Legislation to fund improvements to U.S. ports and waterways is getting a big push from farm advocates.
The Washington, D.C.-based American Farm Bureau Federation is conducting a campaign called “The Heat is On” to convey to members of Congress the importance of waterway and port infrastructure improvements, the farm bill and agricultural labor reform.
Farm Bureau and other agricultural groups have been pushing for Congress to pass the Waterways Resources Reform and Development Act. The legislation has cleared the Senate and awaits a floor vote in the House of Representatives, said Andrew Walmsley, director of Congressional relations for the American Farm Bureau Federation, The recent government shutdown and the debate over the debt ceiling will delay consideration of the legislation in the House, which had originally been expected by mid-October.
“We’re still fairly positive about the legislation; this is something that Congress can come back and pass,” he said Oct. 4
Walmsley said the Waterways Resources Reform and Development Act legislation aims to bring U.S. ports up to par with those of Canada’s Port of Vancouver and other international ports.
Farm Bureau wants more money from the Harbor Maintenance Trust Fund to be used for port improvement, he said. That program is funded by an ad valorem tax on each container that comes into this country, totaling about $1.5 billion per year, Walmsley said.
Only about half of that fund is spent each year on port improvements or dredging, he said. The other half is being siphoned off to help fund the federal government, he said.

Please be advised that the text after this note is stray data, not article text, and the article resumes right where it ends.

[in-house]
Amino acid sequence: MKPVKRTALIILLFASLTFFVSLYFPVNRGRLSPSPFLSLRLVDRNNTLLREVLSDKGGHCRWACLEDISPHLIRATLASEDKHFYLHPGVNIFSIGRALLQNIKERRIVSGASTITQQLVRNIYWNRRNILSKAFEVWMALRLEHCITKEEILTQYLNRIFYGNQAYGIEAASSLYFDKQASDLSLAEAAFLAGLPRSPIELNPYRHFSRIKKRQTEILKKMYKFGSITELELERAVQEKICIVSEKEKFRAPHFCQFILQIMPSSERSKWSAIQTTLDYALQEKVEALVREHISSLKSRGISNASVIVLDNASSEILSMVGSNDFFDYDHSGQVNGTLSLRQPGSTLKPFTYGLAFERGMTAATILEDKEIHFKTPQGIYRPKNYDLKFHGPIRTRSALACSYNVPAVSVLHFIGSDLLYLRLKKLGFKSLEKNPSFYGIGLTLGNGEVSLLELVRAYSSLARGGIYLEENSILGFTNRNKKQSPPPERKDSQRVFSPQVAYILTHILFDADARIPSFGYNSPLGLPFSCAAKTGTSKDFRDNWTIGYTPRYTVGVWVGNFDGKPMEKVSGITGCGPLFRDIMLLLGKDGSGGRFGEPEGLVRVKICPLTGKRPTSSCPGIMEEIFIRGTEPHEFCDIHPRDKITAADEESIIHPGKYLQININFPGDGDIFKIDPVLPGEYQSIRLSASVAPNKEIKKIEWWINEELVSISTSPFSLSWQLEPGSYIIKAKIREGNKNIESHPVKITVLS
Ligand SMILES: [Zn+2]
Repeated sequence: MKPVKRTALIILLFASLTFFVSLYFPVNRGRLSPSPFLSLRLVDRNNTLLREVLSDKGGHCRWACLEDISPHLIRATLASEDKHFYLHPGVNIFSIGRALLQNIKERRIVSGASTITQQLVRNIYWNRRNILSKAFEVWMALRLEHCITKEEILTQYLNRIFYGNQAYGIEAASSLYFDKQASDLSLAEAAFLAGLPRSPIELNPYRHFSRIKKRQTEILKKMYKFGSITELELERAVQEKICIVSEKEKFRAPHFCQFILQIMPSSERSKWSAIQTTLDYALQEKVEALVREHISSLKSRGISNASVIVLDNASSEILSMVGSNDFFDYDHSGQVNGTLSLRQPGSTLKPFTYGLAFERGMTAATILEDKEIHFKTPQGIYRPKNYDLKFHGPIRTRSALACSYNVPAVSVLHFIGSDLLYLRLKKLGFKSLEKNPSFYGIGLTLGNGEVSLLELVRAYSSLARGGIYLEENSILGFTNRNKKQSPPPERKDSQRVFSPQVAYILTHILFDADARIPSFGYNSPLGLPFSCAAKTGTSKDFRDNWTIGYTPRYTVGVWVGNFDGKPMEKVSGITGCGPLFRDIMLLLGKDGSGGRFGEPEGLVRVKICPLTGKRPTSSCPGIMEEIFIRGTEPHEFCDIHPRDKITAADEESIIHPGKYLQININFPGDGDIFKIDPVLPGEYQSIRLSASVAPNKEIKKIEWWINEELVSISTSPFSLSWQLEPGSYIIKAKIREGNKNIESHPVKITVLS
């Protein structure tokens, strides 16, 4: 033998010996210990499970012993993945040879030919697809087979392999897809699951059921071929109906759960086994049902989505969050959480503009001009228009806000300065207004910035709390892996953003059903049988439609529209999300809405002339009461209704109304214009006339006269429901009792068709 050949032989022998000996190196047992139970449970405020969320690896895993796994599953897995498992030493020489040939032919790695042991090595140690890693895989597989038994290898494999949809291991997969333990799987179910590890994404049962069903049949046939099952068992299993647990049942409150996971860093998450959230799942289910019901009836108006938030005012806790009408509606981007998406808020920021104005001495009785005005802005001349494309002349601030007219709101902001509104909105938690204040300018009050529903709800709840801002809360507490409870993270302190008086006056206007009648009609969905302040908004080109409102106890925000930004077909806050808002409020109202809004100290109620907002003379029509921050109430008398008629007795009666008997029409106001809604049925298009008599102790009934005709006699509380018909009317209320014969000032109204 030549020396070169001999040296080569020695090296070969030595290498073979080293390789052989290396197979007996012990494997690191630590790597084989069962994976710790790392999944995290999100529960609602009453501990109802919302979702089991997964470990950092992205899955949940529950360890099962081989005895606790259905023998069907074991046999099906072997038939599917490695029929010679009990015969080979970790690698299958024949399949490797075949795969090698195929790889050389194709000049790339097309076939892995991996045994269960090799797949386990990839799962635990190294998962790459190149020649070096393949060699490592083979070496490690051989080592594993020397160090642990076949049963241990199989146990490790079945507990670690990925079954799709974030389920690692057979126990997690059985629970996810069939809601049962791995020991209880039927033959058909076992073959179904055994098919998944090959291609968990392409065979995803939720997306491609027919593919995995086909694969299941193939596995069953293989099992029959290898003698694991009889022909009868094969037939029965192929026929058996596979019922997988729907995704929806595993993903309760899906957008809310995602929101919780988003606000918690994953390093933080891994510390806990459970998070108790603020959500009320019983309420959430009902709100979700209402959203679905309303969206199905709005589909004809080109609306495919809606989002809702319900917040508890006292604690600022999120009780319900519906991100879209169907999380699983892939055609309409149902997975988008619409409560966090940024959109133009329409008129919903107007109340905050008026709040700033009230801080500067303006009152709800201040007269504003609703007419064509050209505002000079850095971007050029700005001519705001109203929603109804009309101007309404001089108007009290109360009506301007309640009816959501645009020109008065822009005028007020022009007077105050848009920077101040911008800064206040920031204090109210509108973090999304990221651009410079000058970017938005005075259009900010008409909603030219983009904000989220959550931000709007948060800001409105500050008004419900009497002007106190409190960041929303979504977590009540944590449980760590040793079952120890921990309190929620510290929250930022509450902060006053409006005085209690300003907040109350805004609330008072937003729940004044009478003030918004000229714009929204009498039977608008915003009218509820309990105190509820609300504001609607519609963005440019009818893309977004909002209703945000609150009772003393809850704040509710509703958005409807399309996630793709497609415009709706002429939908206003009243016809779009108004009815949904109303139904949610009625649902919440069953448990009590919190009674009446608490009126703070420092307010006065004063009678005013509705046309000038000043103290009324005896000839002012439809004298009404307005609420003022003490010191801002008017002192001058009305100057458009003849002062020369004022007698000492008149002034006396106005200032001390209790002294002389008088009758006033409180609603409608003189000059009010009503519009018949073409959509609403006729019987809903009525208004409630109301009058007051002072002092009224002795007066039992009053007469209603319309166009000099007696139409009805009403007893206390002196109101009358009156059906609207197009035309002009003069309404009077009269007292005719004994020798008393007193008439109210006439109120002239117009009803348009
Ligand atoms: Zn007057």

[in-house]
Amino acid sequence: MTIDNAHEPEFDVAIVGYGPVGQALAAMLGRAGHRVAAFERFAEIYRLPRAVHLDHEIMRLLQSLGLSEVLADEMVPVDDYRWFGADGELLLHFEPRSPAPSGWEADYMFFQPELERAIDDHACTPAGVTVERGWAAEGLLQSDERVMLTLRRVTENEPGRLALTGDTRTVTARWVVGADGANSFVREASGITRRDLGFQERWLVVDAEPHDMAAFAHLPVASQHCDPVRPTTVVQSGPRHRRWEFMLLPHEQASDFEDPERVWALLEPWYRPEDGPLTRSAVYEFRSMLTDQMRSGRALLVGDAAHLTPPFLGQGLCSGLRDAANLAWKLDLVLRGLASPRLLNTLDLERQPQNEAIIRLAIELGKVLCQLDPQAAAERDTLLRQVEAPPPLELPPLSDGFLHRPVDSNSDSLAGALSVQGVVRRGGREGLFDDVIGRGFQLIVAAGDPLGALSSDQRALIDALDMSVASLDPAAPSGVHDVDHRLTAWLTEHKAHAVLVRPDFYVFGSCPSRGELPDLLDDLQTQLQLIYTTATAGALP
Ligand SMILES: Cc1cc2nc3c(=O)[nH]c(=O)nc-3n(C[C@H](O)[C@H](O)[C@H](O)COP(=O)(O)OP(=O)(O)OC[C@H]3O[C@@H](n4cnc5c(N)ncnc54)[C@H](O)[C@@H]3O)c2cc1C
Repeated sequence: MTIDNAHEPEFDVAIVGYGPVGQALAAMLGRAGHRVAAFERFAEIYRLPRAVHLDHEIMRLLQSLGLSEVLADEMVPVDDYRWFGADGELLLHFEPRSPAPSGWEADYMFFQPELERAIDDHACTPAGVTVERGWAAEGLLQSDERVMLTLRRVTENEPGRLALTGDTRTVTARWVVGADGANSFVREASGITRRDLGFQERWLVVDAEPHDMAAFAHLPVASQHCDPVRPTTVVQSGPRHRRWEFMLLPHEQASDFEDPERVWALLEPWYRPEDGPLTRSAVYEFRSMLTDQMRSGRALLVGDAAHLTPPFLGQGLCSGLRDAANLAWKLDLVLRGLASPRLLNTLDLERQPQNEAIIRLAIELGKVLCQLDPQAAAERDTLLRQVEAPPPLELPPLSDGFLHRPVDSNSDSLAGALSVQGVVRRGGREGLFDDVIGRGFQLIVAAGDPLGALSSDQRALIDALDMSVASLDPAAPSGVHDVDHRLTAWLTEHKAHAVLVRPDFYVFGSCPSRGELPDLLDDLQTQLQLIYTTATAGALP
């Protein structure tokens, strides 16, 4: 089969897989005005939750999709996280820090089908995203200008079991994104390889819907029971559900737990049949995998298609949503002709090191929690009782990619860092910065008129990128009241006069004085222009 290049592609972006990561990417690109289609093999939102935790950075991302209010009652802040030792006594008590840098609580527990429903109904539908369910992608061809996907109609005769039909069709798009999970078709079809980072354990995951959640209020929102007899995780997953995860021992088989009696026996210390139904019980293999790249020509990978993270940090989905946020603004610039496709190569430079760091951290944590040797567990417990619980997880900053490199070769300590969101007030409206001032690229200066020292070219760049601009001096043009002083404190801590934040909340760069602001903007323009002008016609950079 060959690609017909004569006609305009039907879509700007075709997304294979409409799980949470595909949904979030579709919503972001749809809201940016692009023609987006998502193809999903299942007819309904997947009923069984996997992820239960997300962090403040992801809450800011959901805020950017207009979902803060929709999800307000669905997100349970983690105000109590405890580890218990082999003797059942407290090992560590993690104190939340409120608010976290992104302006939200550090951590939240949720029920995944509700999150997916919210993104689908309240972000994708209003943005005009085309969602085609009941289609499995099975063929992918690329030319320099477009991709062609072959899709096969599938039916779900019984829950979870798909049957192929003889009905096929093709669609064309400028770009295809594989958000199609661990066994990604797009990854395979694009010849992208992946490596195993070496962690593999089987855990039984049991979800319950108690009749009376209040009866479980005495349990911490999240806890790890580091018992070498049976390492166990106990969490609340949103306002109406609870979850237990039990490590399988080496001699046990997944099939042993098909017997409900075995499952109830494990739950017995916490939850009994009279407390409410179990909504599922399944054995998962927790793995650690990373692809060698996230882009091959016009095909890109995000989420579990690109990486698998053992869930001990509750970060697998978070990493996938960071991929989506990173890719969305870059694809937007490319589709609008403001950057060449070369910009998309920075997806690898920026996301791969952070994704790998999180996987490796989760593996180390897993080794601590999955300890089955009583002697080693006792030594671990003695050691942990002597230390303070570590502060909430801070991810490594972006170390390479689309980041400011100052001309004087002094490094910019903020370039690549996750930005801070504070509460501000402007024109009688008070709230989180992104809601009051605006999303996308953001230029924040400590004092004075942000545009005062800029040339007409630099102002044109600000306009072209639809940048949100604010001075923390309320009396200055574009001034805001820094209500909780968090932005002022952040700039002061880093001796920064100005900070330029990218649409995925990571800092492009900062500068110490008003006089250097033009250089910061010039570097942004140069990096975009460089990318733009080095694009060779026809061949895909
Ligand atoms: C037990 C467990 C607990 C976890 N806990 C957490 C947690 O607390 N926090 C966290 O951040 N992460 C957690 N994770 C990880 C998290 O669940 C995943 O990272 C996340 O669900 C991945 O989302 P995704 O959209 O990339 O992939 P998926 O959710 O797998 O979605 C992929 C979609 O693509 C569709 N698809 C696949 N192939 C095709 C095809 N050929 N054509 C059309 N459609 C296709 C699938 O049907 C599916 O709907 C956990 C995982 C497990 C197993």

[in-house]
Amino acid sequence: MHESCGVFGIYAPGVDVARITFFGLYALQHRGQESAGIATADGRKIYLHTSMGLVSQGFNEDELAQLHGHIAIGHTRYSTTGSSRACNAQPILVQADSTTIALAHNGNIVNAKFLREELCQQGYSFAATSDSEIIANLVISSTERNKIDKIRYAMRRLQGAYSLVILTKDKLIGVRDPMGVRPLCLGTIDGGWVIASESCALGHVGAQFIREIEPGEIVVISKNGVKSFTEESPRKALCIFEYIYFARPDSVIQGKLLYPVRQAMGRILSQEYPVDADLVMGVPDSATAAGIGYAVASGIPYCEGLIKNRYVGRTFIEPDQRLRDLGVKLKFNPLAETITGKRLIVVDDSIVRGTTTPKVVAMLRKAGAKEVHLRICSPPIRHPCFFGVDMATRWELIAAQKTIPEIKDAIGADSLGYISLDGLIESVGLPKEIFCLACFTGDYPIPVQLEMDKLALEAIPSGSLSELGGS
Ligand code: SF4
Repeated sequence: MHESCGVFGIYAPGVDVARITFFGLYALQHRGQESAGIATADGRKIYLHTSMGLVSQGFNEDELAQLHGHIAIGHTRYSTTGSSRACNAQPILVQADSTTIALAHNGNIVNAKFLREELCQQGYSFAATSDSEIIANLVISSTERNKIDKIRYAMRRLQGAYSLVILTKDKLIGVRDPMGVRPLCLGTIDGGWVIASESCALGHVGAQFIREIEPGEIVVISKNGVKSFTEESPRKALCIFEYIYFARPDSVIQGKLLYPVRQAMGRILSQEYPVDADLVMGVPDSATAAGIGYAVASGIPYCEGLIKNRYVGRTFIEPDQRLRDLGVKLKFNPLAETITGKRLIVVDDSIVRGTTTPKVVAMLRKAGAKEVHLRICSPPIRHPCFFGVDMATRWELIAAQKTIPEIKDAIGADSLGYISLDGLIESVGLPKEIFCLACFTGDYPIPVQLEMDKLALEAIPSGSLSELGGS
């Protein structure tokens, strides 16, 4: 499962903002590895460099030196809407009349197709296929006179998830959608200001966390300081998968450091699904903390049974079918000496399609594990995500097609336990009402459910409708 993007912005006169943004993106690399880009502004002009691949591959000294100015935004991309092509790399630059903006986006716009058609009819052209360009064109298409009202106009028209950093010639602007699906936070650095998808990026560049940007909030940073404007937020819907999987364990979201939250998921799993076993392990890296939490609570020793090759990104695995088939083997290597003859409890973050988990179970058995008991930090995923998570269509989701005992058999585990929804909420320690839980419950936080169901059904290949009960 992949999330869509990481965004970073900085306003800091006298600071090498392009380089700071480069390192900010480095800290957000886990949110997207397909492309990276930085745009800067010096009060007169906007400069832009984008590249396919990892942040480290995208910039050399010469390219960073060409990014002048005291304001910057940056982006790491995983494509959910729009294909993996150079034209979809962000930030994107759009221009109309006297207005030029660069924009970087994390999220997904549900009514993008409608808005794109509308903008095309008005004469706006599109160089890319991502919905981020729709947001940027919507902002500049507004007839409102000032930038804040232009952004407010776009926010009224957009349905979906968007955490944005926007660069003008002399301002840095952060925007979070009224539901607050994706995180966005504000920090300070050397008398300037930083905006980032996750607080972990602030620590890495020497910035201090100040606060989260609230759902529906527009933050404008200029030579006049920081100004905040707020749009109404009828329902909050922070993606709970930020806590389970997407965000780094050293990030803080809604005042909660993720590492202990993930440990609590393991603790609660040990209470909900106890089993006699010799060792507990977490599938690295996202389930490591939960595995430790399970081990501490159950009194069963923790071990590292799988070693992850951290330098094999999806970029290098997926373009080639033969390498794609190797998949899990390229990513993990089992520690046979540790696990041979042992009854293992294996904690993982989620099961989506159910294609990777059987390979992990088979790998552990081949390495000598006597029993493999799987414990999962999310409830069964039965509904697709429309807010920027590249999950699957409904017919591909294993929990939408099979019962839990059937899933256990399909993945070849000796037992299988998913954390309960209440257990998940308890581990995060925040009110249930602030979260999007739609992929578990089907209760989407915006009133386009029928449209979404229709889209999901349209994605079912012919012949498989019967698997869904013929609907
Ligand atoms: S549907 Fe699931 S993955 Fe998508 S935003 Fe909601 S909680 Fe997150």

“We should really use this money like it was intended to be and not let it be siphoned off,” Walmsley said.
The Senate bill ratchets up required spending on port infrastructure from the Harbor Maintenance Fund $100 million each year until about 2020, when all of the ad valorem funds collected on U.S.-bound containers will be used for port improvements.
Walmsley said members of Farm Bureau’s Trade Advisory Committee visited the ports of Seattle, Portland and Oakland in recent weeks.
Beyond its push for the Waterways Resources Reform and Development Act, Farm Bureau has joined with the Alliance for Northwest Jobs & Exports to voice support for three proposed multi-commodity export terminal projects in the Pacific Northwest, according to a news release from the group.
The proposed port expansion projects, located in Cherry Point and Longview, Wash., and Boardman, Ore., will support thousands of jobs while boosting Northwest export capacity, according to the release.